Shit My Ableist Family Members Say: Chronically Misunderstood

After spending Thanksgiving with my extended family, I realized about 95% of my conversations with them included a lot of ableism and me gritting my teeth. There’s some of things they’ve said to me recently:

  1. “I’m so glad you’re better!!!”

My Grandmother told me how happy she was that I was all better at Thanksgiving, when I literally had an endoscopy the day before. About 80% of the time I was at her house I felt like I was being stabbed in the stomach, but my face told another story. Just because I’m good at pretending to be “fine” for your sake, doesn’t mean I’m not screaming in pain.

2. “You’ve learned some great life lessons though”

Yes, I became sick as a child so I could learn a few lessons. One of them is how absolutely insensitive that comment is. Another, is how to restrain myself form decking you in the face.

3. “Do you have a real life now?” or “Are you truly living now?”

Apparently my life wasn’t worth living when I laid in bed sick for months, but dragging my aching body around to school is a meaningful and “real” life.

4. “Sometimes God just answers prayers slowly”

While I am a Christian and believe in God, the idea that one day God is going to magically cure me is ridiculous. Some problems don’t have resolutions, and that expectation leads to devastation.

5. “People who apply for disability are just lazy”

If I wasn’t a minor I definitely would have been on disability, and there’s nothing wrong with that. Also, wow just wow.

6. “I just don’t know how it’s possible that you’re STILL sick!”

Touche

…but it’s called “chronic” illness for a reason.

 

These are just a few of my favorite gems! There’s many, many more and a part two may have to happen soon.

What is the most ridiculous thing people say to you about your chronic illness(es) / disabilities? I’m sure you all have some great stories!

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But it looks cute! : Chronically Misunderstood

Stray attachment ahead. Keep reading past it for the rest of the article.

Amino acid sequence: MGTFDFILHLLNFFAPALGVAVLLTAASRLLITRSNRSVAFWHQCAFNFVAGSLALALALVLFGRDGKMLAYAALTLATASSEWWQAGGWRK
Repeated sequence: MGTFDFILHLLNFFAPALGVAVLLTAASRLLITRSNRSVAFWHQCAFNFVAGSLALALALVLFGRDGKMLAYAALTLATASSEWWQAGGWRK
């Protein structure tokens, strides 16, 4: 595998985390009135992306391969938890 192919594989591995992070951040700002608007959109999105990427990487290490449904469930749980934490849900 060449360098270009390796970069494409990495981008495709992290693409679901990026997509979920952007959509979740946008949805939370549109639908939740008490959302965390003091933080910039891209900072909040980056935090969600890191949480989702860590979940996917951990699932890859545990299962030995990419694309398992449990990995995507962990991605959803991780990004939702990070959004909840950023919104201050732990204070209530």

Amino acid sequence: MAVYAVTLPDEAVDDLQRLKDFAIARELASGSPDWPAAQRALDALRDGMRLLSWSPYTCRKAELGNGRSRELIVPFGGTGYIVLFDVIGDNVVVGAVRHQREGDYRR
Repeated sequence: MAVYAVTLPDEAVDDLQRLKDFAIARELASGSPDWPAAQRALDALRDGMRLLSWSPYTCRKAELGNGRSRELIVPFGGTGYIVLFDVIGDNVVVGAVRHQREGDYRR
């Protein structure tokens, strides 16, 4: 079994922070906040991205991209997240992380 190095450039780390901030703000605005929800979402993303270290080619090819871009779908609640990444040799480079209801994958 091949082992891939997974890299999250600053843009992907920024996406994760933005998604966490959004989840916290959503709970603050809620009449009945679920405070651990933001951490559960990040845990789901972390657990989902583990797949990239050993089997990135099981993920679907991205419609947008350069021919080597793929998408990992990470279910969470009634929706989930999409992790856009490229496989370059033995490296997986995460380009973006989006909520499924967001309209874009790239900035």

It’s been a while since I’ve done a “chronically misunderstood” post, but don’t fret strangers are rising up to the occasion and helping me continue this series!

The majority of the posts in this series are about events that happened a while back. This one however took place just a few weeks ago. If you saw my post about trying Corlanor, then you know this medication gave me fairly severe side effects. On the Monday after I started Corlanor I was a hot mess. I dragged my body to school since I had tests that week and needed to make it to class, but I looked awful. I had no make-up on, I was wearing an over sized jacket, and my hair was in a ponytail. Most days I slap on some make-up, straighten my hair, and trick everyone into thinking I’m fine, but I just couldn’t do it that day.

I got to my second class of the day, which is Algebra, and I needed to turn in my lab since I had missed Friday’s class to go to the Electrophysiologist. I walked up to my teacher’s desk and instantly everything went black and my whole body felt like jello. I grabbed onto her desk rather abruptly and slurred out enough words to explain what I was giving her. She looked at me like I was crazy, and I’m pretty sure she thinks I’m weird, but oh well. I made it back to my desk, and sat down, when the person who sits next to me asked an all too familiar question. “Is your face always this red?” I’ve gotten this question a lot over the years. Most people think I’m sunburnt or embarrassed, but it’s just my face and screwy autonomic nervous system. My face looked red because

1. I had no makeup on

2. I don’t regulate my own body temperature well and my face was super hot

3. I was trying not to pass out

I told him that no, I don’t always look like this, and I wasn’t wearing make-up or feeling well. I guess the look of exhaustion on my face made him think I was upset, so he started back-tracking and apologizing profusely. Honestly, I’m not offended by anyone asking, but I do think it’s rude. In the moment, I just really didn’t feel well and was too disoriented to have a whole conversation on why my face looked uglier than usual. The girl who sits next to him then said, “but it looks so cute! I wish my face looked like that!” Okay, cut the bullshit. I’m way more offended by you trying to act like I look “cute” than by some dumb guy essentially asking me why I look ugly today. It doesn’t look cute, it looks bad. There’s no need to act like it doesn’t. I’m not upset by it, it’s simply just something that happens and is a part of my chronic illnesses.

The girl then continued to tell me a story about when she had a reaction to a face wash in middle school. She ended with, “and yeah my face looked like yours.” There isn’t an eye roll big enough. During all of this I was still super disoriented and couldn’t form together enough words to respond. Oh the joys of chronic illness! I find it hilarious when people try to “relate” to my situation by telling me obscure things that have happened to them.

At least I look cute though, right?

The Hair Perv: Chronically Misunderstood

In the fall of 2016 my PCP thought I might have pseudotumor cerebri. One of my mom’s coworkers daughters had this and went to see a neuro-ophthalmologist, so we decided I should see him and figure out if I actually had pseudotumor cerebri or not.